The fall semester 2018 started with an introductory web seminar today for the new students of Caucasus Studies.
We are happy to welcome our visiting PhD candidate from Free University in Tbilisi, Guranda Bursulaia (to the left), who has come on a grant from the Swedish Institute. It’s great to have Samir Salimzade and Henrik Odden (back row, to the left) joining Caucasus Studies as interns this fall.
A group of students following the course “Caucasus Field and Case Studies” this spring have presented their project reports.
The title of Shane’s project was “Tbilisi Flood Disaster 2015. How social media is influencing disaster response and recovery in Georgia“, based on his field work. Jeanne was interested in the development of relations between Georgians and Abkhazians after the 2008 war. Jacques’s research project work centered around gender studies and the position of women in the South Caucasus. Björn conducted fieldwork in Batumi and presented his interview study “Muslims in Ajara. Identity, belonging and marginalization”. Clayton went to Ingushetia in North Caucasus for his field study: “Promotion of Tourism in Ingushetia Rebranding the Branded”.
Many thanks to Mikale Rundberg who helped us with the technical side of the semianr and presenations.
Next web/campus seminar will be devoted to recent archaelogical findings in Azerbaijan. Prof. Fariz Khalilli at the Social Organization in Support of Studying of Cultural Heritage (MIRAS) will give the the presentation: Recent archaeological research in Azerbaijan and the Medieval Town of Agsu.
Photo: Prof. Fariz Khalilli at the excavations
Welcome to the seminar on April 26, 3.15 pm (Swedish time)
Campus: Niagara C0502
Web: Live Lecture (Malmö University)
Web: Sign up at email@example.com (external participants)
During independence years numerous archaeological expeditions have been carried out by researches in various regions of Azerbaijan in collaboration with researchers from Europe, America and Asian countries, studying different periods of history (Paleolithic, Neolithic, Chalcolithic, Bronze Age, Antique and Middle Ages).
The Agsu Archaeological Expedition explored settlements and necropolis of four historical sites of the Agsu region, i.e. Nargizava (4th century B.C. – 6th century A.D.), Mehravan (3-8th centuries), Shikhmazid (13-17th centuries) and Agsu (18th century) in 2010-2015.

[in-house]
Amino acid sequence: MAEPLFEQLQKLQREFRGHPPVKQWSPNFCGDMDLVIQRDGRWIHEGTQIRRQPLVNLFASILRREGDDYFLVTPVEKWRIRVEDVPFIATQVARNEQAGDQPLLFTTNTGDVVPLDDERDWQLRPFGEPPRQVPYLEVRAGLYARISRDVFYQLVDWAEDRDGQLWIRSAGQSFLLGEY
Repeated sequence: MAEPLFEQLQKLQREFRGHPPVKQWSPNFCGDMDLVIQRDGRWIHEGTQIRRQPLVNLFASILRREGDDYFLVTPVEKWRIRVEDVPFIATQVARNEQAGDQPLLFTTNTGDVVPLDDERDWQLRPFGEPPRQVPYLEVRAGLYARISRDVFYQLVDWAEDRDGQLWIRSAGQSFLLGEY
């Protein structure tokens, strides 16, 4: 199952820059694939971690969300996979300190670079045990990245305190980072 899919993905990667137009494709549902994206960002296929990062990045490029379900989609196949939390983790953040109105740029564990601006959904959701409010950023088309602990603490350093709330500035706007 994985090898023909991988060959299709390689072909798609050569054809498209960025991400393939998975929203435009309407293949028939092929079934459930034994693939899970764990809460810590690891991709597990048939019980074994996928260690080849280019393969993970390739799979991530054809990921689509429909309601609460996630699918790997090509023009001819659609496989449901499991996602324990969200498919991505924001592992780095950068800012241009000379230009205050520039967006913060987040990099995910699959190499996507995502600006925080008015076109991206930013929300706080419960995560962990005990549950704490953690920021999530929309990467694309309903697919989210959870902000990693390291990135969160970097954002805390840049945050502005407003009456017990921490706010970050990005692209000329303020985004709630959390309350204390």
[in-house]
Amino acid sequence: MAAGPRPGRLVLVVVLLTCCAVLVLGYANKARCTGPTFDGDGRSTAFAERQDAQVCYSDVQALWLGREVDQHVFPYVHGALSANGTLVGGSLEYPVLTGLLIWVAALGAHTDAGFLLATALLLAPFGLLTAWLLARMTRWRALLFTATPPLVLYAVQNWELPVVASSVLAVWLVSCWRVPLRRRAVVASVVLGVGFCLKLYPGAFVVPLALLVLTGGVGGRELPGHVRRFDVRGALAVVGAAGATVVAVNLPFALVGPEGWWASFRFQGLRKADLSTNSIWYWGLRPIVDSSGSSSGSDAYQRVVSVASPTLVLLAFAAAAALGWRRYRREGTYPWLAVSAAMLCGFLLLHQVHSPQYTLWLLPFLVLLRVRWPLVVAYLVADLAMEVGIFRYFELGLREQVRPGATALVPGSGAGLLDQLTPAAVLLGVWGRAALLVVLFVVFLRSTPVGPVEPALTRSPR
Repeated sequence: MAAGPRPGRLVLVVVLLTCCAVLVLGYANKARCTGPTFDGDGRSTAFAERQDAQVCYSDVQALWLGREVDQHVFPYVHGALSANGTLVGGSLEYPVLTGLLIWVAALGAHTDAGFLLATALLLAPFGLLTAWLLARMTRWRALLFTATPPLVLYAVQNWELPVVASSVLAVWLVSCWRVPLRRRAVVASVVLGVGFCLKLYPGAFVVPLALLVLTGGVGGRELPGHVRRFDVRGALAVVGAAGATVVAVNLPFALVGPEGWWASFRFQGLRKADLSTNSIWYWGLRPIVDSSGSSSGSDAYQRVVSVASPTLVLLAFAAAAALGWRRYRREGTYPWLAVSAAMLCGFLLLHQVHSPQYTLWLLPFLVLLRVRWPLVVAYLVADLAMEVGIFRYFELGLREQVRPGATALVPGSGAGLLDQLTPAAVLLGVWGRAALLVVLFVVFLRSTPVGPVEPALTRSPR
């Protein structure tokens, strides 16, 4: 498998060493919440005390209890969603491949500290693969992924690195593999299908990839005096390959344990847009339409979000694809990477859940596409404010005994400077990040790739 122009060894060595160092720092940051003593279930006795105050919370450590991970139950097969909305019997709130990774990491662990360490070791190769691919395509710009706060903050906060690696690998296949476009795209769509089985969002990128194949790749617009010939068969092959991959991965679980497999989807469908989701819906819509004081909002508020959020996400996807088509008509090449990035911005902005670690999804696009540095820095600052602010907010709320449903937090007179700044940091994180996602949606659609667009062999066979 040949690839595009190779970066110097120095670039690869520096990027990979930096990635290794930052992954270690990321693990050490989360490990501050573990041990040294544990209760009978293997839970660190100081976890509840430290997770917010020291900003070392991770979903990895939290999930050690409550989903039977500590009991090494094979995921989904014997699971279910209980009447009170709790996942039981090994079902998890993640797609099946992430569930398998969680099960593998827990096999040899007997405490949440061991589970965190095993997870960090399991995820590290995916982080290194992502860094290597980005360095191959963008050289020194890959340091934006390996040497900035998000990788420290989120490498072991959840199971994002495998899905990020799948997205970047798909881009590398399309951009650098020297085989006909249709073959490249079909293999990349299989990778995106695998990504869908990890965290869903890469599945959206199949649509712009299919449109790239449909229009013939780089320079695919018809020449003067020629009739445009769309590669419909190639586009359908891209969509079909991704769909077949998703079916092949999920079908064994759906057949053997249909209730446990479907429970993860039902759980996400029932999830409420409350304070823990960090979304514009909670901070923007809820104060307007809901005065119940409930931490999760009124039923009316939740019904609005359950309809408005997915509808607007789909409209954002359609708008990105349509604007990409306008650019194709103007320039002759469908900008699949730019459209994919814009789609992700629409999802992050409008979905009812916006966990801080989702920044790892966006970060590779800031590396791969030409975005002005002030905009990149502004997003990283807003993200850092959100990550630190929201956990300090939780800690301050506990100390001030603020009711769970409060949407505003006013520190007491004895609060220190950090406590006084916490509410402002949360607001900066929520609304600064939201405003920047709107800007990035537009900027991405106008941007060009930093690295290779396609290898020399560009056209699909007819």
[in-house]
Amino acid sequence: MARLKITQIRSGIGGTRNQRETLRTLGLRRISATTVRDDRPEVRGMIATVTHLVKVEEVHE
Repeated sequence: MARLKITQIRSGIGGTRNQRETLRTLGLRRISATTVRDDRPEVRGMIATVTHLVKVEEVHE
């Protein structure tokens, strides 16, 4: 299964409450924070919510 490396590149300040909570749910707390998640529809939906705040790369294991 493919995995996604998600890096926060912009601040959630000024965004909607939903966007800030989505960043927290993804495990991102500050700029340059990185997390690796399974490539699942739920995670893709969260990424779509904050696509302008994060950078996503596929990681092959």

Web/campus seminar “Circassian refugees from Syria” on March 29. Introduction by Dr. Lars Funch Hansen, Section for Caucasus Studies.
Presentation by Sola-Samar Zakaria, herself a recent refugee from Syria, followed by discussion with participation of representatives from the new Circassian diaspora in Sweden.
When: 15.15, March 29
Where: Studio on the 5th floor, C0502 (Niagara)
Most of the Circassians in North Caucasus were displaced to the Ottoman Empire in the 1860s, following the Russian military expansion in the Caucasus. The largest Circassian diaspora is found in Turkey, but large groups live in many courtries of the Middle East. Before the war, an estimated 100,000 Circassians lived in Syria. Today, many Circassians have been displaced once more and have found refuge in different countries, including Sweden
Caucasus Studies web & campus seminar on February 28, 3.30 pm (Swedish time) presents Dr. David Matsaberidze, who will give a paper on the topic: “Pro-Western and Pro-Russian Tendencies in Georgia’s Foreign Policy”
David Matsaberidze is Assistant professor of International Relations at the Faculty of Social and Political Science, Ivane Javakhishvili Tbilisi State University.
Welcome to our Web/campus seminar at Caucasus Studies, Malmö University: March 8 2016. Hamed Kazemzadeh, Senior researcher at the Center for East European Studies at University of Warsaw, will give a presentation at our seminar at, 3.15 pm (Swedish time), on the topic Georgian and Circassian immigrants in Persia and their current situation.
Web/campus seminar at Caucasus Studies, Malmö University:
February 9, 2016 Märta-Lisa Magnusson, Senior lecturer, Caucasus Studies, MaH, gave a lecture on Conflict cases in Post Soviet Caucasus. Characteristics, Causes, Consequences and (possible) Conflict resolution.
Laz was in focus at today’s web & campus seminar on Caucasian languages in Turkey with visiting researcher Betul Emgin Cogal (Bilgi University, Istanbul). Betul has conducted field research with Laz communities in north-eastern Turkey.
Below – after the seminar: Staff, visiting researchers and some of our students at Caucasus Studies